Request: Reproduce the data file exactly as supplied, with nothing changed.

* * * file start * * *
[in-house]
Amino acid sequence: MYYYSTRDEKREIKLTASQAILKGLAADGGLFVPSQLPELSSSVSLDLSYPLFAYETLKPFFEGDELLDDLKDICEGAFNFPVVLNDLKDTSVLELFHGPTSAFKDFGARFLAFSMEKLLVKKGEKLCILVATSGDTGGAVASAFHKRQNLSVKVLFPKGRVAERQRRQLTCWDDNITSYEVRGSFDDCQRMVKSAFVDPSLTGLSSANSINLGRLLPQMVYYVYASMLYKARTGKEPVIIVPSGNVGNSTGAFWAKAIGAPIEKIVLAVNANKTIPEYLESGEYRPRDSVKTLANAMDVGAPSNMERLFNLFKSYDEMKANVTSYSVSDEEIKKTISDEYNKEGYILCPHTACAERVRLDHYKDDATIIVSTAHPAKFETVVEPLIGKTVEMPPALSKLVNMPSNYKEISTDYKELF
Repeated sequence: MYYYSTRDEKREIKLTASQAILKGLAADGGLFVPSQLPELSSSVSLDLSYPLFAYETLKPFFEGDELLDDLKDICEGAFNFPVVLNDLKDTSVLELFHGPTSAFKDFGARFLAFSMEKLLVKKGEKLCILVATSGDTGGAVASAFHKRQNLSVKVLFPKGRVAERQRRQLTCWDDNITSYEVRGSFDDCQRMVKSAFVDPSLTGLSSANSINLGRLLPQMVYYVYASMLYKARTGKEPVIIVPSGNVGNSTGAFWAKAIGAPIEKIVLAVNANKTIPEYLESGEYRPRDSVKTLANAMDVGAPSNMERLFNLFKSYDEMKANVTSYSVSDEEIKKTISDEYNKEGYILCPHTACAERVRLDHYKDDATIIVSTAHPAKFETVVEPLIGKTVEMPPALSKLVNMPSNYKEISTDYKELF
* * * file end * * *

[in-house]
Amino acid sequence: MYYYSTRDEKREIKLTASQAILKGLAADGGLFVPSQLPELSSSVSLDLSYPLFAYETLKPFFEGDELLDDLKDICEGAFNFPVVLNDLKDTSVLELFHGPTSAFKDFGARFLAFSMEKLLVKKGEKLCILVATSGDTGGAVASAFHKRQNLSVKVLFPKGRVAERQRRQLTCWDDNITSYEVRGSFDDCQRMVKSAFVDPSLTGLSSANSINLGRLLPQMVYYVYASMLYKARTGKEPVIIVPSGNVGNSTGAFWAKAIGAPIEKIVLAVNANKTIPEYLESGEYRPRDSVKTLANAMDVGAPSNMERLFNLFKSYDEMKANVTSYSVSDEEIKKTISDEYNKEGYILCPHTACAERVRLDHYKDDATIIVSTAHPAKFETVVEPLIGKTVEMPPALSKLVNMPSNYKEISTDYKELF
Repeated sequence: MYYYSTRDEKREIKLTASQAILKGLAADGGLFVPSQLPELSSSVSLDLSYPLFAYETLKPFFEGDELLDDLKDICEGAFNFPVVLNDLKDTSVLELFHGPTSAFKDFGARFLAFSMEKLLVKKGEKLCILVATSGDTGGAVASAFHKRQNLSVKVLFPKGRVAERQRRQLTCWDDNITSYEVRGSFDDCQRMVKSAFVDPSLTGLSSANSINLGRLLPQMVYYVYASMLYKARTGKEPVIIVPSGNVGNSTGAFWAKAIGAPIEKIVLAVNANKTIPEYLESGEYRPRDSVKTLANAMDVGAPSNMERLFNLFKSYDEMKANVTSYSVSDEEIKKTISDEYNKEGYILCPHTACAERVRLDHYKDDATIIVSTAHPAKFETVVEPLIGKTVEMPPALSKLVNMPSNYKEISTDYKELF